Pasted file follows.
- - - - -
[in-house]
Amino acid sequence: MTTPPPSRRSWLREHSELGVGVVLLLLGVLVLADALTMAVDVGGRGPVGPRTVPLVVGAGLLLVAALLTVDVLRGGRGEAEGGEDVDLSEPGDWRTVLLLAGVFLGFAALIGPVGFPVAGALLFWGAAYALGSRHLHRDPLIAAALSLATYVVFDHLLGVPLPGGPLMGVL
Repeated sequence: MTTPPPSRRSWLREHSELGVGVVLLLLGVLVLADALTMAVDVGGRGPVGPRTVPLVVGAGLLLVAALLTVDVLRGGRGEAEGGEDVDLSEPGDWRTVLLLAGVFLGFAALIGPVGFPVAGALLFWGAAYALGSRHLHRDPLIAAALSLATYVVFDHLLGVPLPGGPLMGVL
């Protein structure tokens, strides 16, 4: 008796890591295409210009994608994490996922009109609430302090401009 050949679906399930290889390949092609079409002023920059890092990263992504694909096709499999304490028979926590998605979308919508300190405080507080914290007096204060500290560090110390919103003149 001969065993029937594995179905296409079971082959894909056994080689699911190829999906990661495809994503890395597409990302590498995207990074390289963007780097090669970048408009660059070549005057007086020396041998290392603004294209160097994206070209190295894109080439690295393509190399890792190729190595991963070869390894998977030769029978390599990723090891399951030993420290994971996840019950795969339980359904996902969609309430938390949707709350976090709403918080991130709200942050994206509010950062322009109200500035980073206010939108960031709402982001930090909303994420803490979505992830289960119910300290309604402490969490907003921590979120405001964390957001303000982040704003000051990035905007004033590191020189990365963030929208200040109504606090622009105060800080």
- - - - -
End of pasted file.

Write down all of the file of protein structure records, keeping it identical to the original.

[in-house]
Amino acid sequence: MTTPPPSRRSWLREHSELGVGVVLLLLGVLVLADALTMAVDVGGRGPVGPRTVPLVVGAGLLLVAALLTVDVLRGGRGEAEGGEDVDLSEPGDWRTVLLLAGVFLGFAALIGPVGFPVAGALLFWGAAYALGSRHLHRDPLIAAALSLATYVVFDHLLGVPLPGGPLMGVL
Repeated sequence: MTTPPPSRRSWLREHSELGVGVVLLLLGVLVLADALTMAVDVGGRGPVGPRTVPLVVGAGLLLVAALLTVDVLRGGRGEAEGGEDVDLSEPGDWRTVLLLAGVFLGFAALIGPVGFPVAGALLFWGAAYALGSRHLHRDPLIAAALSLATYVVFDHLLGVPLPGGPLMGVL
């Protein structure tokens, strides 16, 4: 008796890591295409210009994608994490996922009109609430302090401009 050949679906399930290889390949092609079409002023920059890092990263992504694909096709499999304490028979926590998605979308919508300190405080507080914290007096204060500290560090110390919103003149 001969065993029937594995179905296409079971082959894909056994080689699911190829999906990661495809994503890395597409990302590498995207990074390289963007780097090669970048408009660059070549005057007086020396041998290392603004294209160097994206070209190295894109080439690295393509190399890792190729190595991963070869390894998977030769029978390599990723090891399951030993420290994971996840019950795969339980359904996902969609309430938390949707709350976090709403918080991130709200942050994206509010950062322009109200500035980073206010939108960031709402982001930090909303994420803490979505992830289960119910300290309604402490969490907003921590979120405001964390957001303000982040704003000051990035905007004033590191020189990365963030929208200040109504606090622009105060800080």